‘Cartoonists, Foot Soldiers of Democracy’ looks at the work of political cartoonists, mainly through the eyes of Plantu, who works for France’s Le Monde newspaper.
The film’s French director Stephanie Valloatto explained the thinking behind it: “The idea was to show the state of democracy and freedom of expression around the world and we chose cartoonists from each continent, and themes including economics, politics, and religion to make links between them.”
Danish cartoonist Kurt Westergaard also appears in the movie. Having survived several murder attempts as a result of drawing cartoons of Muhammed, he knows exactly how dangerous the profession can be.
Another featured cartoonist is Tunisian Nadia Khiari, whose pen name is Willis. Her work mainly denounces people who have stemmed the revolutionary tide in Tunisia for religious reason or because of their support for the reigning patriarchy.
A devotion to the cartoon can have a major negative impact. Russian Mikhail Zlatkovsy, who appears in the film, has been banned from publishing his work since the Brezhnev era. Now, he works nights as a taxi driver.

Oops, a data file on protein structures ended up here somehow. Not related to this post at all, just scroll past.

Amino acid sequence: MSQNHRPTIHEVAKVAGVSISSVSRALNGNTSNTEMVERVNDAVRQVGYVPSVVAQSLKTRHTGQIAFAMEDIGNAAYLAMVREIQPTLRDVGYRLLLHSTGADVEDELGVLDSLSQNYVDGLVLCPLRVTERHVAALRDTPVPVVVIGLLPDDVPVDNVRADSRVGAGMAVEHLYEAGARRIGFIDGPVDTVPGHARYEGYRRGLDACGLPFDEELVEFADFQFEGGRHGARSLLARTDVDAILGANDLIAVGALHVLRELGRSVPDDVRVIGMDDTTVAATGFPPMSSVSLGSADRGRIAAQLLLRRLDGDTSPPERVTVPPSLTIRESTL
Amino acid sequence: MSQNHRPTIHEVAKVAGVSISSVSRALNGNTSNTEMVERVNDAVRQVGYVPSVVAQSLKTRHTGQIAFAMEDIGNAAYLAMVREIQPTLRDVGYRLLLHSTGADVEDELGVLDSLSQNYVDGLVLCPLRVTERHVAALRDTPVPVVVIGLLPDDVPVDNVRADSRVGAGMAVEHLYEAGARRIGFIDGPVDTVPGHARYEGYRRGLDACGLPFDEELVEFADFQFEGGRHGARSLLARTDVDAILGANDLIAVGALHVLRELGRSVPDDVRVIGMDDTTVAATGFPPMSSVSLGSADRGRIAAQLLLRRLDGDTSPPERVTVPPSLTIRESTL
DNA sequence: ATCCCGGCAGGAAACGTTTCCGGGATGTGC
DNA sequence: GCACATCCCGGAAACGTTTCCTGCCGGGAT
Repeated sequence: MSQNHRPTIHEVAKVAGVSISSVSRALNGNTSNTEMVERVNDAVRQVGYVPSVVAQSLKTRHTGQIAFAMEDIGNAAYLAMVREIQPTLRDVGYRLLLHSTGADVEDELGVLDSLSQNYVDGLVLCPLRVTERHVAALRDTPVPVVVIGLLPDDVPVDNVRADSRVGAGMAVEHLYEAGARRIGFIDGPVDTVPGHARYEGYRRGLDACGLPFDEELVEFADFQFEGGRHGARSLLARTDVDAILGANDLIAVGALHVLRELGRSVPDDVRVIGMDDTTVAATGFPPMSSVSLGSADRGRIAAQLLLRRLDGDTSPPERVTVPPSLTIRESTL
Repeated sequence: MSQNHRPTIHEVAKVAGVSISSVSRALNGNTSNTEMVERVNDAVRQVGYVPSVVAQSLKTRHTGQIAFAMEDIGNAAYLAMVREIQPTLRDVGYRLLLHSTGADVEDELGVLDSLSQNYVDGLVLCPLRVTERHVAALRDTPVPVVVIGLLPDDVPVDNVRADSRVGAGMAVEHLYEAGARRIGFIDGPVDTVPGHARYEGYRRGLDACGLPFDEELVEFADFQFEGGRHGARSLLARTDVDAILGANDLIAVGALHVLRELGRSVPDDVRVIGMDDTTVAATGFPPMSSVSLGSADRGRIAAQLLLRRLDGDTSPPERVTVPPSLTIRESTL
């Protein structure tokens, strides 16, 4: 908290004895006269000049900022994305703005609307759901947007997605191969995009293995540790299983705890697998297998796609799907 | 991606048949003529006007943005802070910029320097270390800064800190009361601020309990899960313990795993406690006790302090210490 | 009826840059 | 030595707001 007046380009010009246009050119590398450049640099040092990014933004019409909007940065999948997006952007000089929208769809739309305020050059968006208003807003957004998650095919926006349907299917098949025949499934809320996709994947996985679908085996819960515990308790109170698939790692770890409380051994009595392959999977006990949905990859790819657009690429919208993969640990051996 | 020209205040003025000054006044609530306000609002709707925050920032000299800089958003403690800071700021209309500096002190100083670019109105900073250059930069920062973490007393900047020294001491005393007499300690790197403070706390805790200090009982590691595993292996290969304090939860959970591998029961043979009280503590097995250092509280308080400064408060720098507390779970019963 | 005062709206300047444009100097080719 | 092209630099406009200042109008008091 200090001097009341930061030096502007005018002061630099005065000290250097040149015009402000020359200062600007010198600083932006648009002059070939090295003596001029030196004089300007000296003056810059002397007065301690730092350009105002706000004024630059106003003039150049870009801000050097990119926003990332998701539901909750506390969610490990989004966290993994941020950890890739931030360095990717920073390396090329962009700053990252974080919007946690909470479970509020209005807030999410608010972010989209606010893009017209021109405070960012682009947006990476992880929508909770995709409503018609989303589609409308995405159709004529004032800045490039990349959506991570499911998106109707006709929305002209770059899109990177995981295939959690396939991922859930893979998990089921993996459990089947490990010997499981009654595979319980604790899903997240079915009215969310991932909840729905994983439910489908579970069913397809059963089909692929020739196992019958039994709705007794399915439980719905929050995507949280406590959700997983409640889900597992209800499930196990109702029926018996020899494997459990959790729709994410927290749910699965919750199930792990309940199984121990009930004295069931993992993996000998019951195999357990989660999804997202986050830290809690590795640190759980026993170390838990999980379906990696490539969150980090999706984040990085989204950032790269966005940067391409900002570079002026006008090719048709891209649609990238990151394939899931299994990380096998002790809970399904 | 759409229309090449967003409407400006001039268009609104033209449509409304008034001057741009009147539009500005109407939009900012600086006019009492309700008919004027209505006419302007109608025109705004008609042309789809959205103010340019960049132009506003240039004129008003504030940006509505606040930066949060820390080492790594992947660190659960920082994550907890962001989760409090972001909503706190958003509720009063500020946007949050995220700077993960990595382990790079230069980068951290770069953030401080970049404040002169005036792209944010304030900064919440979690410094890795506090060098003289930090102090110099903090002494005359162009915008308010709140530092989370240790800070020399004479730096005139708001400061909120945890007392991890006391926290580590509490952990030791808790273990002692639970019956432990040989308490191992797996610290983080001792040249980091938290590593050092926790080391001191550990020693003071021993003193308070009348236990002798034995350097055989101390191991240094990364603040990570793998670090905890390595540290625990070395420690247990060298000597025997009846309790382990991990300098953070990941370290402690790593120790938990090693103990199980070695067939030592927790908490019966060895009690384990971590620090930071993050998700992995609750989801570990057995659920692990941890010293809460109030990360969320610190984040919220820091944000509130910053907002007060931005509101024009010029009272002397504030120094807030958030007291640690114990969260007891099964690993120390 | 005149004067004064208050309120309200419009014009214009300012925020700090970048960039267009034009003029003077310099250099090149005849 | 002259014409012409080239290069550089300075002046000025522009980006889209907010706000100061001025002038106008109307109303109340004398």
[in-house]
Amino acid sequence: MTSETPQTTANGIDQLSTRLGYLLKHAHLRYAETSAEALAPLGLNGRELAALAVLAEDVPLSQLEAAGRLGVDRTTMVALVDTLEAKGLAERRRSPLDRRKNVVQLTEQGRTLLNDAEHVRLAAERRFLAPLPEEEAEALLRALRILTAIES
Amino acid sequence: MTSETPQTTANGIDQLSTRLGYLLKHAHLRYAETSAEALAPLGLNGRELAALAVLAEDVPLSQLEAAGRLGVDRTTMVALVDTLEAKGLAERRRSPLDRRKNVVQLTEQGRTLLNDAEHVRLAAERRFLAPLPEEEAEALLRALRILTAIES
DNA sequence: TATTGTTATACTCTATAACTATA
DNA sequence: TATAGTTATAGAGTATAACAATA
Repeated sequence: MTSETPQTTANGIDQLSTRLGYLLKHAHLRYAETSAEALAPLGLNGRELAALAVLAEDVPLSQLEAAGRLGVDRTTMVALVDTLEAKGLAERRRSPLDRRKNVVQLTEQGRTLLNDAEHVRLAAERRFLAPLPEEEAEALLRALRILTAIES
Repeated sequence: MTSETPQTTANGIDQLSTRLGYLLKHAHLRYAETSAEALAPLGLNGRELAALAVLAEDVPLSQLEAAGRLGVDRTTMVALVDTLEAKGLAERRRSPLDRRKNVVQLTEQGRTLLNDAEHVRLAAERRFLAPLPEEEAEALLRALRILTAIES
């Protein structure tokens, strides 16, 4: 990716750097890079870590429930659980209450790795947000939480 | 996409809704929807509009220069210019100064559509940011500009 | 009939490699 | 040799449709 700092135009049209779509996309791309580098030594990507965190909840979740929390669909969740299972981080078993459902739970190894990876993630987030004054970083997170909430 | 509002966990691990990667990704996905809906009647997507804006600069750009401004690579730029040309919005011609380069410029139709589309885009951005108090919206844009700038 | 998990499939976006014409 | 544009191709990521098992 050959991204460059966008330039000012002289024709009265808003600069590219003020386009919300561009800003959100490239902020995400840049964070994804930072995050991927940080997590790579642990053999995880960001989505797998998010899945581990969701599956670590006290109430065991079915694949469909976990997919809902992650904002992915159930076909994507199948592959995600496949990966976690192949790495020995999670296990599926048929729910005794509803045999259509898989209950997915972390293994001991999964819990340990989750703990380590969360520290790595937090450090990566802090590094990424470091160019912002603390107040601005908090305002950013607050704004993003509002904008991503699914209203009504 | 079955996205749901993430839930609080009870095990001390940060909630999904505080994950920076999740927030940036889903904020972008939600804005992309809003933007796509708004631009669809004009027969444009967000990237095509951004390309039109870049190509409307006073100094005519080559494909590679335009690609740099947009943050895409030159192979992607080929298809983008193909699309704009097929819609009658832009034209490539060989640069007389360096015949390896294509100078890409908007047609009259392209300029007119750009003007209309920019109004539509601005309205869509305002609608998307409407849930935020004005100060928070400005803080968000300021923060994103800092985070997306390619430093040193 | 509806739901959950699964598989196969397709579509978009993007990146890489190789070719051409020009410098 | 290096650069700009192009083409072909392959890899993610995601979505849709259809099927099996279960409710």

Israeli cartoonist Michel Kichka has won many awards for his work and explained that the work was not merely about poking fun at politicians: “It’s more like undressing them, to show them naked. To show the naked truth the way I perceive it, the way I feel it and understand it. Because in a cartoon, you make your point, this is your point of view, this your opinion.”
Twelve cartoonists from 12 different countries, all of them facing personal risks for expressing their opinions. ‘Cartoonists: Foot Soldiers of Democracy’ is on screens now in France.